New Directors/New Films Review: PENDULAR

Pendular. 2017. Brazil/ Argentina/ France. Directed by Julia Murat. Courtesy of Still Moving.

Pendular. 2017. Brazil/ Argentina/ France. Directed by Julia Murat. Courtesy of Still Moving.

A dilapidated industrial space in Rio de Janeiro houses buckets, tables, carts, and more strewn between its pillars, white on top and green on bottom. A wooden, asymmetrical sculpture sits at the center of the frame. From the camera’s perspective, it appears to be a plank cutting through the center of a cube. Within seconds, we will witness another bisection. We hear it before we see it; the sound of tearing tape leads to a man and a woman working their way across the room with orange tape. He peels it, and she stamps it into the ground. Once the task is complete, they run back and forth across the line in an impromptu game of tape ball soccer.

This opening to Júlia Murat’s relationship drama “Pendular” —executed in one static shot— sets the stage for a film where its titular couple creates boundaries and transgresses them constantly. Ele (‘he’ in Portuguese) is a sculptor working in wood as well as industrial materials like wire and aluminum; Ela (‘she’) is modern dancer whose work veers into the abstract. The tape demarcates an area for each artist’s studio. Read more

New Directors/New Films Series at Film Society of Lincoln Center Opens

christmasagainArriving soon after the Oscars, in the first two weeks of Spring, the 44th edition of the “New Directors/New Films” series remains an excellent way for New York film lovers to warm up to a fresh year of film discoveries. Co-curated by the Museum of Modern Art and the Film Society of Lincoln Center, the series of 26 international features and 16 short films is ripe with debuts, as well as new titles by promising directors. As always, the selection amounts to a expertly-informed survey of audacious world cinema today: five of the feature films are from the U.S., six from France, two from Argentina, and one each from the UK, Italy, Colombia, South Korea, China, India, Japan, Russia, Ukraine, Austria, Israel, Jordan, Belgium/Netherlands and Hungary.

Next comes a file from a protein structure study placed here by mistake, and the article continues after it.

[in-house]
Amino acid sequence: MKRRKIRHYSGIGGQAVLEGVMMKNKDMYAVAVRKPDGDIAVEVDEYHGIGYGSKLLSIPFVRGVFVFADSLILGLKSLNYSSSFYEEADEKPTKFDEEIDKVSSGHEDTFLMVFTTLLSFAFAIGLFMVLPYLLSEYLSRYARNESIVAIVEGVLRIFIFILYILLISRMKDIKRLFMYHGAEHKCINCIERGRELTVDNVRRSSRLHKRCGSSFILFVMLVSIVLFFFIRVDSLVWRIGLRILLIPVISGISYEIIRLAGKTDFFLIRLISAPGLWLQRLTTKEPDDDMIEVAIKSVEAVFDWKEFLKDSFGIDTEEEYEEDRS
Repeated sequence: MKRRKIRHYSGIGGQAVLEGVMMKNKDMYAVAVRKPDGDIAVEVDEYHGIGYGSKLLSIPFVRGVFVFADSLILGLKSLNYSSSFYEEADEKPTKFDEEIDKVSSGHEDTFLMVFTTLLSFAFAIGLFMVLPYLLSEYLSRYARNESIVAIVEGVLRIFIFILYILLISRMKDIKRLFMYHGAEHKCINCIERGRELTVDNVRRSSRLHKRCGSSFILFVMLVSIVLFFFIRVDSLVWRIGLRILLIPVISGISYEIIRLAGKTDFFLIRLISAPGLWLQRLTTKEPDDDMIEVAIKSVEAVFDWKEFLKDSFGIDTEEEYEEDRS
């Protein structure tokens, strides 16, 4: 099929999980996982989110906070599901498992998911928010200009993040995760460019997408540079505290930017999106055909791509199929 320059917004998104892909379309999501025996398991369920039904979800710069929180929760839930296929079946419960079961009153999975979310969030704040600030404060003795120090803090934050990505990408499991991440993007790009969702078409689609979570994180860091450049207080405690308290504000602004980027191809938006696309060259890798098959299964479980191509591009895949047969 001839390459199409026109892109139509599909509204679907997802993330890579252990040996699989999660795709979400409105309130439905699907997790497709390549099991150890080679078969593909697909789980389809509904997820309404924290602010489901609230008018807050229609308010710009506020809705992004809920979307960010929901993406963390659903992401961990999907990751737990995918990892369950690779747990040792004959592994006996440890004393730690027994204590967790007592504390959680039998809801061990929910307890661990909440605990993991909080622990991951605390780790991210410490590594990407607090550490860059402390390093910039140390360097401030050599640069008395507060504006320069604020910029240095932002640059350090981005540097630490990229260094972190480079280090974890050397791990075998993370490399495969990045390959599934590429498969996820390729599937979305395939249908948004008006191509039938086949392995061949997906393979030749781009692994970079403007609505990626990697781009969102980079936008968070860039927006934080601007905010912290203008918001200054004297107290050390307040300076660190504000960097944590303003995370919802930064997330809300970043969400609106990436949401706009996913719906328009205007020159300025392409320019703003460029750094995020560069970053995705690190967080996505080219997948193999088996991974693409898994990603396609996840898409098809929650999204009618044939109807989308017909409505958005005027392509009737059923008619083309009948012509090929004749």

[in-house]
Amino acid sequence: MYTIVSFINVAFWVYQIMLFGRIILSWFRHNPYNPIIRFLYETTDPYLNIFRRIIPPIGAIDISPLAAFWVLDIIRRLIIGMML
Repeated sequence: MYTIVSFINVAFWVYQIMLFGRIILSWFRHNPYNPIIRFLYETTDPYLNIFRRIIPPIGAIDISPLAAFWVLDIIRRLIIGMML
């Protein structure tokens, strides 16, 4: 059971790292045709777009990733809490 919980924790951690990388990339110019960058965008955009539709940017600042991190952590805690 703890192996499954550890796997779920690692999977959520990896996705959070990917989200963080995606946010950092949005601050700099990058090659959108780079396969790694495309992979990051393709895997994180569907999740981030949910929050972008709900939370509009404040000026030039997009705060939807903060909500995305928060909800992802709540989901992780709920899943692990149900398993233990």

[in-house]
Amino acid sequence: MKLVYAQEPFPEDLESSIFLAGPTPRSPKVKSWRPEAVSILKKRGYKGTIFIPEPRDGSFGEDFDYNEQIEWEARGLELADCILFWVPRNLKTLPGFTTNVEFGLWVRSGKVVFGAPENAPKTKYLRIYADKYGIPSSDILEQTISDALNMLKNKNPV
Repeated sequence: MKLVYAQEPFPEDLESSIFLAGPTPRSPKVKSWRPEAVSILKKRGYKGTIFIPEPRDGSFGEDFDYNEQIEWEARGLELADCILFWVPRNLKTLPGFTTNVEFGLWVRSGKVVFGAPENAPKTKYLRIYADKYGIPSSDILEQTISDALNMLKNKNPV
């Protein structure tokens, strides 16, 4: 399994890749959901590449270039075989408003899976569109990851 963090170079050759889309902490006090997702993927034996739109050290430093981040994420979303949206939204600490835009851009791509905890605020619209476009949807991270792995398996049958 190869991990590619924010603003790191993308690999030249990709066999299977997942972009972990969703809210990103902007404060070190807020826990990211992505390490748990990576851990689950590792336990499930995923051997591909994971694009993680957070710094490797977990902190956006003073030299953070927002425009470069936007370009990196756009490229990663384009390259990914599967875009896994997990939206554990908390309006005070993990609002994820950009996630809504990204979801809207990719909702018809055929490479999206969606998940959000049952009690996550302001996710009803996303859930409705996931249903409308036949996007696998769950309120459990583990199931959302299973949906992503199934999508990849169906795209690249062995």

The opening night film, a sensation at this year’s Sundance Festival, “The Diary of a Teenage Girl”, is based on Phoebe Gloeckner’s much-loved semi-autobiographical graphic novel about her sexual awakening in 1970s San Francisco. British actress Bel Powley delivers a remarkable performance as Minnie Goetz, an aspiring cartoonist/illustrator whose debaucheries start by sleeping with her mother’s boyfriend (Alexander Skarsgård). Writer/Director Marielle Heller, who previously adapted the book for the stage, is a perfect match for Gloeckner’s story. Never moralistic, the film is tender, funny and wise, with great period locations and gorgeous animations that perfectly adumbrate the narrative. Kristen Wiig gives a standout performance as Minnie’s free-spirited mother. Read more